Personal Finance: The case for becoming a landlord
Guarding against rate movements, making repayments when you want, remortgaging on better terms, or buying a house to let it out
At first sight, residential property investment might not seem attractive. After all, to get anything like a decent house you need a lot of money, particularly in the South.
In fact, this sort of investment is easier than you might think thanks to the increasing number of buy-to-let schemes available from banks, building societies and other lenders.
The appeal of such schemes is that while you are renting out a property you earn a good income; 10 per cent of the purchase price, before costs, is a reasonable annual expectation. Then, when you sell, you could make a decent capital gain.
Around 30 lenders offer mortgages for investors buying to let. That includes seven members of the Association of Residential Letting Agents (Arla), a group set up in 1996 to promote buy-to-let schemes.
Arla helps prospective landlords find properties, though to use its scheme you must borrow from an Arla member and use the money to manage the property. It is possible to borrow up to 80 per cent of the purchase price of a property.
Lenders usually offer loans on the basis of the rent you will be able to secure from a property, rather than studying your income. Several, for example, require a potential gross monthly rental income of at least 130 per cent of the monthly mortgage payment.
The rates on buy-to-let mortgages are typically slightly higher than those on conventional loans. But Ray Boulger of John Charcol, the mortgage broker, says buy-to-let interest rates are falling steadily: "There are some very competitive fixed-rate mortgages available."
John Charcol has been offering buy-to-let loans with an annual interest rate fixed at 6.95 per cent for five years. Simon Tyler, at Chase de Vere, is offering deals at 6.75 per cent fixed for 10 years. Variable rates are available too, so investors must decide whether to opt for certainty about the size of future mortgage payments or whether to bet on interest rates falling in the coming years.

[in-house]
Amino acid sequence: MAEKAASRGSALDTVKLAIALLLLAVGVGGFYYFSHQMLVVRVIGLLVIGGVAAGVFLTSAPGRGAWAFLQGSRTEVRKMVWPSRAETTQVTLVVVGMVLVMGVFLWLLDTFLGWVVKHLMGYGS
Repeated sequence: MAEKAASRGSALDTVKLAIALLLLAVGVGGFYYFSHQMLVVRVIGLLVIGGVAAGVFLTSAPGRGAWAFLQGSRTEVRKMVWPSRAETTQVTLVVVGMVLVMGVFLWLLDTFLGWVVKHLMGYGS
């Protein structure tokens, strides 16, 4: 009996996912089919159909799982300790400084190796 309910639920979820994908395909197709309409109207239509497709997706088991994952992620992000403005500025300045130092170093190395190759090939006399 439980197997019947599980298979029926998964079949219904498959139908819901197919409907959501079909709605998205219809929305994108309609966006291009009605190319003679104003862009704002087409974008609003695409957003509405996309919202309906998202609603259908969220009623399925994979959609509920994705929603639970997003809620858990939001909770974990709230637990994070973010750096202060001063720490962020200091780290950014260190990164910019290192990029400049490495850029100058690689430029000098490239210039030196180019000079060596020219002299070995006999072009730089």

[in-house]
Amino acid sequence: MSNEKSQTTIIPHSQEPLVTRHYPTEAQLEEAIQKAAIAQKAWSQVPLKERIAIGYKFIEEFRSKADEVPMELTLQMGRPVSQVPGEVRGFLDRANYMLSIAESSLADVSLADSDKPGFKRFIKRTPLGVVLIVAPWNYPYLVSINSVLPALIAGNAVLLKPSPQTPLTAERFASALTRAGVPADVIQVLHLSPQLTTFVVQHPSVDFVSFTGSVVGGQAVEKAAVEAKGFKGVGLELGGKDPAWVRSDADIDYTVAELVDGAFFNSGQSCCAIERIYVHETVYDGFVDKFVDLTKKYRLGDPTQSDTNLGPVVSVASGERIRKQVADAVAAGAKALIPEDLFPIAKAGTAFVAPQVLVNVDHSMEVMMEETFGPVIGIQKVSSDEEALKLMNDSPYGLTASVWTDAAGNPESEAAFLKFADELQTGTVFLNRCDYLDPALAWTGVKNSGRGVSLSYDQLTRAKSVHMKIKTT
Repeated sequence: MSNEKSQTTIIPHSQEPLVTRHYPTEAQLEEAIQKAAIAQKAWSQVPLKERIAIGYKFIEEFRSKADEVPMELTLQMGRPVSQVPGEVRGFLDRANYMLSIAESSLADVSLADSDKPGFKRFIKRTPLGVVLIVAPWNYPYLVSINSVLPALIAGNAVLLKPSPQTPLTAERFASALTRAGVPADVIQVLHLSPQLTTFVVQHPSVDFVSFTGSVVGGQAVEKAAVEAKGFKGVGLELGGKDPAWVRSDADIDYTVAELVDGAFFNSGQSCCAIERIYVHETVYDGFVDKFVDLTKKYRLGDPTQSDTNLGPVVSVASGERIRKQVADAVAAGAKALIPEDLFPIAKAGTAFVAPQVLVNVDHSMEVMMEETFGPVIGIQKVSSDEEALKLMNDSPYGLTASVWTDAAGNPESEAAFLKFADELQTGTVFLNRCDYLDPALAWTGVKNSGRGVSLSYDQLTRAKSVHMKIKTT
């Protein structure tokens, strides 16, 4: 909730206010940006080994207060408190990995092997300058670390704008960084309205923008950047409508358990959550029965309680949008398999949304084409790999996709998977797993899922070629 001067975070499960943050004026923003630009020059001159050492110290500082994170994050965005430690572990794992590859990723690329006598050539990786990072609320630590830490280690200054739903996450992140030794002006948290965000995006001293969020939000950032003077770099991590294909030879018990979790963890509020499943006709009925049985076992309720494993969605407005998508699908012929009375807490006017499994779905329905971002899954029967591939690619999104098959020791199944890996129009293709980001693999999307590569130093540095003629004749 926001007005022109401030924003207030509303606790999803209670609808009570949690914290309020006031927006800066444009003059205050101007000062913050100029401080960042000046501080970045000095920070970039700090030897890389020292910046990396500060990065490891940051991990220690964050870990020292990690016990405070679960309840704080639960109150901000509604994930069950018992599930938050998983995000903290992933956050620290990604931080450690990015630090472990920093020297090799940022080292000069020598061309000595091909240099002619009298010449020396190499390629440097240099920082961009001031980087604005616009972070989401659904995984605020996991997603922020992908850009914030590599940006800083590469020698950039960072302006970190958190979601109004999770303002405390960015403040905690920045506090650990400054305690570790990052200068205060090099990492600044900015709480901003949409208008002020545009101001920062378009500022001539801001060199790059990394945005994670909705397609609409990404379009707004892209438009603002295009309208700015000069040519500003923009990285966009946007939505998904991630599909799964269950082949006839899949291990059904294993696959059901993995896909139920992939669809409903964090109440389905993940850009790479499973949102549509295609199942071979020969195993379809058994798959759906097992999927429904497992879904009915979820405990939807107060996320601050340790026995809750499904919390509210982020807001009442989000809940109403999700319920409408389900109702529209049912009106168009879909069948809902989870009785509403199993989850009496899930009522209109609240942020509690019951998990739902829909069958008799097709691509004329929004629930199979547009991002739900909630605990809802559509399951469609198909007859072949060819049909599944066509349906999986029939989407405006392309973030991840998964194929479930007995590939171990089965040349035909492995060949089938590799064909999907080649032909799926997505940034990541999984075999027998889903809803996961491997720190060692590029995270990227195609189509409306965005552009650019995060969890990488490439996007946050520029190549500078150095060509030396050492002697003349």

First, however, you need to find a suitable house. "The return on investment properties is very different around the country so location is very important," says Mr Boulger. In general, he adds, London and the university towns offer the best returns, with properties in rural areas being less attractive.
Investors also need to decide whether to appoint an agent to manage a property. Letting agents offer valuable help as they will find and liaise with tenants, sort out the legal issues and collect the rent. The downside is that you will typically have to hand over 15 per cent of each month's rent to your agent as a fee for the work.
Residential property investment is not without risk. Whatever happens, you will have to pay the mortgage, so it is important to keep your costs low. Expect normal running costs, including insurance, to reduce your 10 per cent annual yield to 7 to 8 per cent. There is also the possibility of unexpected costs such as a repair bill. Moreover, if one tenant leaves and it takes time to find a new resident, you will also lose out. In the worst case, you may have to pay legal fees to shift a tenant who does not pay the rent.
Then there is tax. A second home that you rent out is classed as a business asset. So you will have to pay tax on your rental income, though you can set mortgage interest and other costs, but not the cost of furnishing the house, against this.
You may also have to pay capital gains tax on any profits you make when you sell.
It is by no means certain you will make a profit on the sale of your property. House prices have soared in recent years but don't forget the negative equity crisis a few years ago.
If you are investing for the long term, you stand a good chance of reasonable gains, but don't depend on it.
Buying to let is still a potentially attractive investment, not least because of increasing demand for rented accommodation.
At the same time supply is limited. Just 10 per cent of the UK housing stock is currently rented compared with 30 per cent or more in most European countries.
Contact: Arla, 01923 896555.
David Prosser is features editor of `Investors Chronicle'.
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